Friday Frights: What It's Like to Scare People on the Haunted HayrideEXPAND
Scott Feinblatt

Friday Frights: What It's Like to Scare People on the Haunted Hayride

Ever wonder what goes on in the mind of a psychotic clown? Funny, neither had I until the opportunity to dress and act like one came up. Every Halloween season, haunt fans and thrill seekers attend events like Knott's Scary Farm, Universal's Horror Nights and the Los Angeles Haunted Hayride by the thousands — just so they can experience close encounters with people pretending to be ghosts, monsters and, of course, psychos. Few, however, ever get a glimpse behind the creepy curtain to see the moving parts and the people coming together to make a haunted attraction work. As a haunt fan and a journalist, I get to attend my fair share of these things on assignment, but this year I was invited to actually join the circus. Last weekend I discovered what it's like to startle and frighten people at L.A.’s Haunted Hayride.

As instructed, I reported to my handlers at around 5:30 p.m. on Saturday, Oct. 13. I was introduced to the key individuals who would be responsible for turning me into one of their creepy agents. First I met the event’s creative director, Justin Meyer, who would be costuming me. Justin and his wife, Melissa (chief operating officer), whom I also bumped into while awaiting transformation, have been with Ten Thirty One Productions since the company first began producing Haunted Hayride back in 2009. 13th Floor Entertainment Group bought Ten Thirty One Productions in January but this has not resulted in a change of the core members of the team, which includes the Meyers and Ten Thirty One president Melissa Carbone, with whom I was scheduled to speak after my scare stint. Meyer gave me a run-down of the procedures that awaited me — makeup, costuming, staging, direction — and then I had some down time before I reported to the makeup trailer.

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Hanging out among the scare actors was like hanging out with film extras and like being at a company picnic at the same time. Some people were off by themselves — in or out of makeup and/or costume — and others were in groups, either chatting or rehearsing coordinated movements. There was also that one guy who was trying really hard to get the perfect selfie, but I stopped clocking him after 15 minutes. The folks were sprawled across the grass, near the off-kilter makeup, wardrobe and props trailers. Some of the more elaborate foam latex or polyurethane masks and suits hung on coat hangers or were staged on blankets or tables, everything backdropped by Griffith Park's greenery.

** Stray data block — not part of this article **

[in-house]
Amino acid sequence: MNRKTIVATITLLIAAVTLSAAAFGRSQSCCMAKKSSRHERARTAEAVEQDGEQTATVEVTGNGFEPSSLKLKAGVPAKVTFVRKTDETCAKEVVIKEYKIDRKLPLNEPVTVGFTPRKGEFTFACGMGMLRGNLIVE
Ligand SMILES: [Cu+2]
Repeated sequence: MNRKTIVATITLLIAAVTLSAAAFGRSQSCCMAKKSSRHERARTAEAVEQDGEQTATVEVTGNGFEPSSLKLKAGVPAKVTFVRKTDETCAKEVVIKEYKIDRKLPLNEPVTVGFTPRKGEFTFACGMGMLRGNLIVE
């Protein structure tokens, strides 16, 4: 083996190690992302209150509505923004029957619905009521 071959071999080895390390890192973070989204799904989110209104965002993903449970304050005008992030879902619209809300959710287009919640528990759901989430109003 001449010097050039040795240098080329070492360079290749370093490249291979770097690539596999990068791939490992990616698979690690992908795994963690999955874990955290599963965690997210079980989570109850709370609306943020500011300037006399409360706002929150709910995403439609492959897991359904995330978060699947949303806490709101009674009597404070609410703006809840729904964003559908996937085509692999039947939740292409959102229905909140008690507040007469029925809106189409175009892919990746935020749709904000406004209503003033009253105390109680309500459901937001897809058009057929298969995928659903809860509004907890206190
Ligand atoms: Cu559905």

When my time came, I sat in Corina Cline’s makeup chair — listening to Jane’s Addiction and Danzig as she tried to figure out what kind of a clown to make me into. At first she was thinking something like John Wayne Gacy, but in the end I wound up looking more like The Cure's Robert Smith as a clown. Laughs were had, pictures were taken, and then I returned to Meyer, who drove me over to my station in an electric golf cart. Along the way, I asked him about his history with Ten Thirty One and the likelihood of another Great Horror Campout (the company’s most extreme haunted attraction) or their other haunt called the Ghost Ship. As it turns out, it looks like the Campout may be returning in 2019.